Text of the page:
“And then, the second night, we tried the same thing a few times, and the croc went back in the creek where the pond starts. We corralled him there. We used nets to try to catch him. He got tangled up in one of them, but when we moved in close to grab him, he swam under the nets and escaped. So that was night two lost.”

The crocodile hunters, however, were not discouraged. The following morning, they were back in the pond, laying out snare traps baited with pieces of fresh fish.

Morelet's crocodile in Jalisco, Mexico
Ponce’s team with a Morelet’s crocodile captured at Lake Chapala and returned to its native habitat on the Pacific Coast. Karina Aguilar

Crocodiles trip these snares when they eat the bait and pull on it, causing the snare to close around the animal’s neck or body.

“On day three, at 2:40 in the afternoon,” Trinks said, “the croc fell into the trap and we got him.”

The crocodile turned out to be 1.74 meters long and “in good shape but a bit thin, possibly due to a scarcity of food in the area,” Trinks said.

Team member Karina Aguilar lamented the fact that the croc had apparently been placed there deliberately by “someone ignorant of how much damage such an action could cause not only to the animal but also to the equilibrium of the local ecosystem.”

Ponce took a sample of the crocodile’s DNA for his biogenetic database, and the Primavera croc was eventually returned to its natural habitat on the Pacific coast.

In Lake Chapala, much like in Bosque la Primavera, it was believed that there were no crocs, but that turned out not to be true.

herpetologist Paulino Ponce of Jalisco Mexico
Teaching about poisonous snakes in Campeche: Ponce safely incapacitates a deadly Nauyaca viper using a hollow tube.

“For years, I kept hearing rumors that people had seen crocodiles in the lake,” Ponce told me. Then, in 2011, they invited animal rescuer Andrés González and me to the town of Tizapán on the south shore of Lake Chapala to get a crocodile that local police had captured.

“To my surprise, I saw that it was a Crocodylus moreletii [Morelet’s crocodile] — a native of the Gulf of Mexico, mind you! To make matters worse, the Tizapán police said there was another one in an arroyo [stream] that they had been unable to capture.”

Why, I asked Ponce, are there crocodiles in Lake Chapala?

“Unfortunately,” he replied, “it was human beings who brought them here. After a lot of digging, I learned that years ago, a number of crocs escaped from a house in Michoacán, all of whom headed straight for the Lerma River [which connects Michoacán and Jalisco and eventually empties into Lake Chapala]. And this, it seems, is how the crocodiles made their way to Lake Chapala.”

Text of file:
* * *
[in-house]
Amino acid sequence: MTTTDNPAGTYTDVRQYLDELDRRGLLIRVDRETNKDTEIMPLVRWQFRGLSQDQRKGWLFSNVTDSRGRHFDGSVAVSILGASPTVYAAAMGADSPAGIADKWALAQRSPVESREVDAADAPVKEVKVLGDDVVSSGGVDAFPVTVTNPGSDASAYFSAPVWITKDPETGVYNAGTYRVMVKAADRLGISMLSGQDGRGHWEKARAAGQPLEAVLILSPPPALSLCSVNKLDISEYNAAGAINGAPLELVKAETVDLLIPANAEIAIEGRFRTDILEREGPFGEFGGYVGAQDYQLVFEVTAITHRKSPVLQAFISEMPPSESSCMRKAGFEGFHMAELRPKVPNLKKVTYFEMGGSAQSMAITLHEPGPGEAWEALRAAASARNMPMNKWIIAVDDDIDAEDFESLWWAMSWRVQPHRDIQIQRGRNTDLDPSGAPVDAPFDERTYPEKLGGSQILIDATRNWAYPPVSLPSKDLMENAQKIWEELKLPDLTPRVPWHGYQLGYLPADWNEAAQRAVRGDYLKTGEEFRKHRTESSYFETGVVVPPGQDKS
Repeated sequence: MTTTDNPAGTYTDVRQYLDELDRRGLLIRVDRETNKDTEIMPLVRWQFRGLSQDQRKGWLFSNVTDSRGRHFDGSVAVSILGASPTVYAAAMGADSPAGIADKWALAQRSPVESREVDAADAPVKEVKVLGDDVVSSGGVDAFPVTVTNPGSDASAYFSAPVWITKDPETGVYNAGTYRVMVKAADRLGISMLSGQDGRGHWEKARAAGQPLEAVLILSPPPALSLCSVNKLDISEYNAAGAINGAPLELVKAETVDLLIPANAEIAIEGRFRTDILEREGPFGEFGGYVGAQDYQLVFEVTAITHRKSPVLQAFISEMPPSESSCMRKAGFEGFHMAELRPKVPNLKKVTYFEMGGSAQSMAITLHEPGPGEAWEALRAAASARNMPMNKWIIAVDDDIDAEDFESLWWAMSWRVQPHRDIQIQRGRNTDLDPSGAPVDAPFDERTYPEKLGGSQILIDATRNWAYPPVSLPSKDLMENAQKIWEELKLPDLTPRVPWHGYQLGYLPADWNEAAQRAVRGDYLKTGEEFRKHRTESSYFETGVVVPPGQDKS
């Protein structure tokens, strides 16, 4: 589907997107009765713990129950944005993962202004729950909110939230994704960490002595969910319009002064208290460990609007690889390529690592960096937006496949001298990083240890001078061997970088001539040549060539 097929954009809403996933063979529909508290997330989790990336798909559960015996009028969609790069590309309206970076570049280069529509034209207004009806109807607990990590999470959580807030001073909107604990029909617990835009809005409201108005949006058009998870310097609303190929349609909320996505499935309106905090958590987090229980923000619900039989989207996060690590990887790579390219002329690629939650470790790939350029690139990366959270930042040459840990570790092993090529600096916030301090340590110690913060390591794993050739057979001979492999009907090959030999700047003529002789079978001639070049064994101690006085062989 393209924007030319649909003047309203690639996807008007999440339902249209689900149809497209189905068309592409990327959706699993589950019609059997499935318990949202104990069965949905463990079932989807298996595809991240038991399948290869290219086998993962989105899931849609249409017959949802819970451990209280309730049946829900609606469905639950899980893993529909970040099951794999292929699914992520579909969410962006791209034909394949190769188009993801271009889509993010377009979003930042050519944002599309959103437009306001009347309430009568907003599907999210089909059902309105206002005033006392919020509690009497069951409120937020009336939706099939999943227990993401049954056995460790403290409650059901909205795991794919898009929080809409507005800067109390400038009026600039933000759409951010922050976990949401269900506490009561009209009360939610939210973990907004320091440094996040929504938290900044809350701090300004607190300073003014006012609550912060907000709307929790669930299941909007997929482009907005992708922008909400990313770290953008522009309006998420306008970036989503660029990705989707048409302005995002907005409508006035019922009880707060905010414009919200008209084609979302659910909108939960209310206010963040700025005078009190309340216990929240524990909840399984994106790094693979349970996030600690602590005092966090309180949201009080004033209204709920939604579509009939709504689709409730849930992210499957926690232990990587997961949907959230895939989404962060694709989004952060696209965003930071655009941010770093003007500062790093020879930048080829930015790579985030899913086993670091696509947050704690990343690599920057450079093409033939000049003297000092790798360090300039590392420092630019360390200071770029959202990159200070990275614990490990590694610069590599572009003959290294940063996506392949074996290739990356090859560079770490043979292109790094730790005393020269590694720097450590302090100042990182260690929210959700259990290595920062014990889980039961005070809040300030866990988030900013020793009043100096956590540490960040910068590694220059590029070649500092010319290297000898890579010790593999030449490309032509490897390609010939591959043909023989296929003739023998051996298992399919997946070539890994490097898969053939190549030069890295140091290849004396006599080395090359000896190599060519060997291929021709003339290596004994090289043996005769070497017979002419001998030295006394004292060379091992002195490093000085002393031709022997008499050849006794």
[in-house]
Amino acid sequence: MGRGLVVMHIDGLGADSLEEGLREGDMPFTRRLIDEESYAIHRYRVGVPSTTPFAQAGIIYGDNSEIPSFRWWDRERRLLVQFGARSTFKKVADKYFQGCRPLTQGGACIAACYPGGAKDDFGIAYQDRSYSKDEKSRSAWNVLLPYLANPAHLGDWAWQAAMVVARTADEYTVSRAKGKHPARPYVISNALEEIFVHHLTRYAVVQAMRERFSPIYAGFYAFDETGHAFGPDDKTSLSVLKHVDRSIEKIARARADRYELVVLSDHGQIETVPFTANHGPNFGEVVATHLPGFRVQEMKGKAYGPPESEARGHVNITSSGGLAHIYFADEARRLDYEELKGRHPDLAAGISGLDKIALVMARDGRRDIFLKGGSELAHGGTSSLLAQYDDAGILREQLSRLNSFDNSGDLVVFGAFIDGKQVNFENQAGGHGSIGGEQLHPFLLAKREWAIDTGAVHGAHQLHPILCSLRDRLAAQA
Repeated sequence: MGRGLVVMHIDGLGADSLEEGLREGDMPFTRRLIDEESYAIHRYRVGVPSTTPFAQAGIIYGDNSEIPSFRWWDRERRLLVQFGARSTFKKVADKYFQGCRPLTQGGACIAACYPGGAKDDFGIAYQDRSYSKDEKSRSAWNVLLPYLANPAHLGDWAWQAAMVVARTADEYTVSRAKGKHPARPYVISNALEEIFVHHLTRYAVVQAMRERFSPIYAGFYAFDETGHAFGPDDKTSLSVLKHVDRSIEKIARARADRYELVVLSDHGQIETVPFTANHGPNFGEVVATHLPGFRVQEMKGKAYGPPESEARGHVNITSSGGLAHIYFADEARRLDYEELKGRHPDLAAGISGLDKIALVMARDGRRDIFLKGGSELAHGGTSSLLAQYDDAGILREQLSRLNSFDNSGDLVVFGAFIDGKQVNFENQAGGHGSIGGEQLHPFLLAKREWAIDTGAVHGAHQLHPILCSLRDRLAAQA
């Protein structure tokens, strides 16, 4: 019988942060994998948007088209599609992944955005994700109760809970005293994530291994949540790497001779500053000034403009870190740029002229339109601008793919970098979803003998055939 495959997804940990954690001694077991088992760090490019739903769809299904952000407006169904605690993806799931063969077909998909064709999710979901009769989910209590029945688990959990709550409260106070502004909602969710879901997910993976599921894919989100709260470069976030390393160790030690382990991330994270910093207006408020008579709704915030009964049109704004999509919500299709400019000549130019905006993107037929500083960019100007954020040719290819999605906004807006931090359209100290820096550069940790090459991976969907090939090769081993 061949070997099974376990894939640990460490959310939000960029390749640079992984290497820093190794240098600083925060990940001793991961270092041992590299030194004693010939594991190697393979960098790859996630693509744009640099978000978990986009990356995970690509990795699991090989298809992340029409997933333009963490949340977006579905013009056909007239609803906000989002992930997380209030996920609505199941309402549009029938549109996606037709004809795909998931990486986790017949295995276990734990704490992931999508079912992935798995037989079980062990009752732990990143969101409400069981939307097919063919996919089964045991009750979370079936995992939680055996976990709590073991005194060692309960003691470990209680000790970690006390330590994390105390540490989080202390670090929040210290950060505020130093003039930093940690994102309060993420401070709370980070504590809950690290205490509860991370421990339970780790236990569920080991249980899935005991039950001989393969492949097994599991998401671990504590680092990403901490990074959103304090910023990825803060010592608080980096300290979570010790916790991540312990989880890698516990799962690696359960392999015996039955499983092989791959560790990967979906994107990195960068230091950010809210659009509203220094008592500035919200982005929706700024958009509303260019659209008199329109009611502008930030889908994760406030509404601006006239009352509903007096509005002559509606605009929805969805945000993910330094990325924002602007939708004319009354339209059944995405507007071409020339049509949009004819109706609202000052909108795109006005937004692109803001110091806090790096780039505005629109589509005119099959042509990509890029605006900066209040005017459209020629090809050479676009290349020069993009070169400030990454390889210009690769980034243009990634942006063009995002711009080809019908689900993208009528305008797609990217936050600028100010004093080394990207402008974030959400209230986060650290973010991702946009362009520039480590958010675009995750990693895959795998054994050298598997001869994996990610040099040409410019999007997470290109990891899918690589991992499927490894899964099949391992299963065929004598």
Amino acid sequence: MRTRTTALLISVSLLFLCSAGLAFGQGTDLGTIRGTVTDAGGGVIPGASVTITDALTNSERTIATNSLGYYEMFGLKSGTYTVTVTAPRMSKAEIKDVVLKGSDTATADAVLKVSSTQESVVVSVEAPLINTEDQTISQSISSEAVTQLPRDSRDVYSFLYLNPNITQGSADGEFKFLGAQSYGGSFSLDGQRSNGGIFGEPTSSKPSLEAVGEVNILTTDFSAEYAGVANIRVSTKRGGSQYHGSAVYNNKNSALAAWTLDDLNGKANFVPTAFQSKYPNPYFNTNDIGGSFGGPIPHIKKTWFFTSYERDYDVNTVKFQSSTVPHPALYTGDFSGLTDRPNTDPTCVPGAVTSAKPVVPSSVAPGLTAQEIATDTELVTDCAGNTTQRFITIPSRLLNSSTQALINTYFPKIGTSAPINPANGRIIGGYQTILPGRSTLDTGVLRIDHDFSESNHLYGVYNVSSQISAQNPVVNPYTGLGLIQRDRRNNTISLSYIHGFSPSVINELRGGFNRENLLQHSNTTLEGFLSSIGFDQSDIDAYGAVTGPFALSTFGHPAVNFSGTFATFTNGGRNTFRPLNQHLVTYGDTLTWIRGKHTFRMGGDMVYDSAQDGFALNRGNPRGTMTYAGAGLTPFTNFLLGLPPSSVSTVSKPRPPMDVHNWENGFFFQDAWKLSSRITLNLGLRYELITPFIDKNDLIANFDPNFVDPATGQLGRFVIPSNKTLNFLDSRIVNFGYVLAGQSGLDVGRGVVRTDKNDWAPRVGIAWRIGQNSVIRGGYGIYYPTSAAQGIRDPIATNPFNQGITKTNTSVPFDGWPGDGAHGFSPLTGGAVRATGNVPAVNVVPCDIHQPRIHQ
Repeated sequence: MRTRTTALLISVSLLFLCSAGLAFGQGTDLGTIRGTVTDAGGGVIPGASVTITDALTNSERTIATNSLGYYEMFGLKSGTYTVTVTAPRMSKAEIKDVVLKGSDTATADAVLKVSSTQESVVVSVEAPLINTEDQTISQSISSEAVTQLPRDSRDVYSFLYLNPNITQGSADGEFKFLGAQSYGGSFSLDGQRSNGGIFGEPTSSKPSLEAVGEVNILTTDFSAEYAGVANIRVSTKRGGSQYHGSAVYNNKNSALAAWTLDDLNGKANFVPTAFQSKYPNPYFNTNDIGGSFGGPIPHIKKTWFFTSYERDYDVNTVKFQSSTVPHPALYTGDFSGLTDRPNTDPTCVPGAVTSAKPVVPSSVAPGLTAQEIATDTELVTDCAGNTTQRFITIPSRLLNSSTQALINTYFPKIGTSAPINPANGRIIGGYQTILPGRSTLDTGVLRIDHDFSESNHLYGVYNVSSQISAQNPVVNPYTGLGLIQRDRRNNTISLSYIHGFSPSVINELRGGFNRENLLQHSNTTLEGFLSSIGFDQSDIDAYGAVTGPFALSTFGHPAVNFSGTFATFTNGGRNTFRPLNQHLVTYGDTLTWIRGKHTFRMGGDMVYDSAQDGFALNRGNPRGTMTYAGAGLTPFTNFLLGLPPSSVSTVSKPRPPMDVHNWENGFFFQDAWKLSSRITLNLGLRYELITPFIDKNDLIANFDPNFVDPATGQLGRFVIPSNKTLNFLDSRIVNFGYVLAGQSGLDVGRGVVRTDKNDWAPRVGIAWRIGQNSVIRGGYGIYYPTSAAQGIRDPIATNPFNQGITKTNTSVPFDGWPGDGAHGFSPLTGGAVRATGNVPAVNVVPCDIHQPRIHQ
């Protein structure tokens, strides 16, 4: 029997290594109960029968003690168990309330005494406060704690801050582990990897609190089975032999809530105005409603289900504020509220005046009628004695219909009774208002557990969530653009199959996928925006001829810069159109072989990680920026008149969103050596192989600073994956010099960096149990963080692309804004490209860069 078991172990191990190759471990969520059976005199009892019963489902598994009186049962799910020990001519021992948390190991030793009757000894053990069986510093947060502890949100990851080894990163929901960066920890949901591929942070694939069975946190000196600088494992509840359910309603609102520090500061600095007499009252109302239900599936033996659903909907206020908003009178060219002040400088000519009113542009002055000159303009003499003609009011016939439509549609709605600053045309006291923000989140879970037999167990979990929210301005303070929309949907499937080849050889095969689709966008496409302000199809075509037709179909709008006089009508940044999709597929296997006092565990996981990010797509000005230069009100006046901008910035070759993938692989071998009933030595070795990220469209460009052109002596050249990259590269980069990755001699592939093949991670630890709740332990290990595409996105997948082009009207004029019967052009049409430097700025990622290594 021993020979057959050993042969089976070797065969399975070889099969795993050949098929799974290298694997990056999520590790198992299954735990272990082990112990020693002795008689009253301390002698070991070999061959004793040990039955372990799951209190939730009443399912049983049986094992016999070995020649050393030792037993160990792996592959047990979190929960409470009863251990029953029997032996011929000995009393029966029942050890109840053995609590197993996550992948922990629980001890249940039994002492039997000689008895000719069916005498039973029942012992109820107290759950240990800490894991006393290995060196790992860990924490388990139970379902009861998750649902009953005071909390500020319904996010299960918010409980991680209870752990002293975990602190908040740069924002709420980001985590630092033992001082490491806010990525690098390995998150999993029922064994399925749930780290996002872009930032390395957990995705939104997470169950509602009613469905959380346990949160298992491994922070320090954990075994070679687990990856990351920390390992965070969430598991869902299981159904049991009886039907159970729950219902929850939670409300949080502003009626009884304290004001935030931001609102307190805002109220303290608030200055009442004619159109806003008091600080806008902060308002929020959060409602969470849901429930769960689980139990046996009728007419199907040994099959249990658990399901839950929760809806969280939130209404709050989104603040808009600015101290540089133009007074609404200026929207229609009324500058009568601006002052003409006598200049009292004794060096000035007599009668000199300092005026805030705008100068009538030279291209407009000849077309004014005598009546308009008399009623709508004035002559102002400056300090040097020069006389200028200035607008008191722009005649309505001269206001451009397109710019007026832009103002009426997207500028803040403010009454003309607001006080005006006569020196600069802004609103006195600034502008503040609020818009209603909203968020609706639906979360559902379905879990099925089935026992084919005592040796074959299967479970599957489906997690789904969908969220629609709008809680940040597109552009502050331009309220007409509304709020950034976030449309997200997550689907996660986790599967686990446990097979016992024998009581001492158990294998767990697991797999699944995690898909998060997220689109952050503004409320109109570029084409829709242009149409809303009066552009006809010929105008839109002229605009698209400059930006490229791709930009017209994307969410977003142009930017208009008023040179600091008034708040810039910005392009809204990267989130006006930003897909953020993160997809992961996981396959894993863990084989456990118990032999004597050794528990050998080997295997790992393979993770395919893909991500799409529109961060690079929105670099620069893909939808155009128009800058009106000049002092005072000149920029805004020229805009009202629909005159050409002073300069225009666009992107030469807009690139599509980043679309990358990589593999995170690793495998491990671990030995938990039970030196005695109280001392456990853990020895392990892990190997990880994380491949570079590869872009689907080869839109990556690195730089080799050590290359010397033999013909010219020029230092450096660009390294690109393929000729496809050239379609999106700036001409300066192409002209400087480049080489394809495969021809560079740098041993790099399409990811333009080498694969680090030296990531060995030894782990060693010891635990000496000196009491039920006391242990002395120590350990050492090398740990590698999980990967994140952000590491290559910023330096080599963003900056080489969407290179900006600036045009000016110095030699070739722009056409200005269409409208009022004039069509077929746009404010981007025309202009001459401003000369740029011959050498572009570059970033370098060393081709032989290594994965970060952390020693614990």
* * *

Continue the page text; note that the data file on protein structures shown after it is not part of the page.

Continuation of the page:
Since the 1990s right up to the present, said the biologist, there have been many records of croc sightings around Lake Chapala, enough to merit ongoing patrolling.

Ponce has organized a team to do just this, “but,” he said, “we need to keep replacing our equipment, which wears out or gets damaged. For example, we need snares, lights, gasoline, nets, rope, camera traps, a GoPro [a small portable camera]. Our boat is for estuaries, but now we need a bigger one for moving around on the lake.”

Paulino Ponce, crocodile expert from Mexico
Ponce introduces a Morelet’s crocodile to a TV audience.

Funding is the team’s biggest problem, and Ponce is looking for support from lakeside organizations.

“We need to monitor the whole lake,” he said. “Crocs keep turning up everywhere. We have registers from sites all around the lake, from Ajijic, Jocotepec, San Pedro, Jamay … and some of them measure more than three meters!” Lake Chapala is about 80 kilometers long and 20 kilometers wide.

“There are all kinds of places where aquatic plants abound and crocodiles can hide,” Ponce said. “Although there are few chances to be caught by a croc, I recommend caution. People should especially be watchful of their children and their pets. All of them are ‘bite size’ as far as crocodiles are concerned. We know that a crocodile can surprise and catch a fast animal like a cheetah, so one must be alert along the lakeshore. Sometimes a crocodile does grab an adult, a drunk, for example.”

“Once upon a time, more than 70% of the people bitten by crocs in Mexico were fishermen,” he said. “But these days, tourists are gaining on [them], not only at the lake but also in Cancún, Vallarta and Manzanillo.”

To report a croc sighting on Lake Chapala (in English or Spanish), call Paulino Ponce at his WhatsApp phone number: 331-574-9417. You can also send a message to [email protected]. Note the location and time of your sighting and the approximate size of the crocodile, and take photos or videos if possible.

And, if you have the financial means, consider lending the team a hand.

The writer has lived near Guadalajara, Jalisco, since 1985. His most recent book is Outdoors in Western Mexico, Volume Three. More of his writing can be found on his blog.